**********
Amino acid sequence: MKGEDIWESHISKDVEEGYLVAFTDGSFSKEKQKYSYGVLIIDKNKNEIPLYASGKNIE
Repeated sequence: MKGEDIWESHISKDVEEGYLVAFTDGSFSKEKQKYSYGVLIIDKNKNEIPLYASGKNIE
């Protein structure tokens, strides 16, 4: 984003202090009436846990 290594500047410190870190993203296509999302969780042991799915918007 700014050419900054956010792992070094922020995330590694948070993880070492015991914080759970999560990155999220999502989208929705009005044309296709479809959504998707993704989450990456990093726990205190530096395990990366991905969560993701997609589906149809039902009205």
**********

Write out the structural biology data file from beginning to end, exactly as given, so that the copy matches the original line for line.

Amino acid sequence: MKGEDIWESHISKDVEEGYLVAFTDGSFSKEKQKYSYGVLIIDKNKNEIPLYASGKNIE
Repeated sequence: MKGEDIWESHISKDVEEGYLVAFTDGSFSKEKQKYSYGVLIIDKNKNEIPLYASGKNIE
């Protein structure tokens, strides 16, 4: 984003202090009436846990 290594500047410190870190993203296509999302969780042991799915918007 700014050419900054956010792992070094922020995330590694948070993880070492015991914080759970999560990155999220999502989208929705009005044309296709479809959504998707993704989450990456990093726990205190530096395990990366991905969560993701997609589906149809039902009205």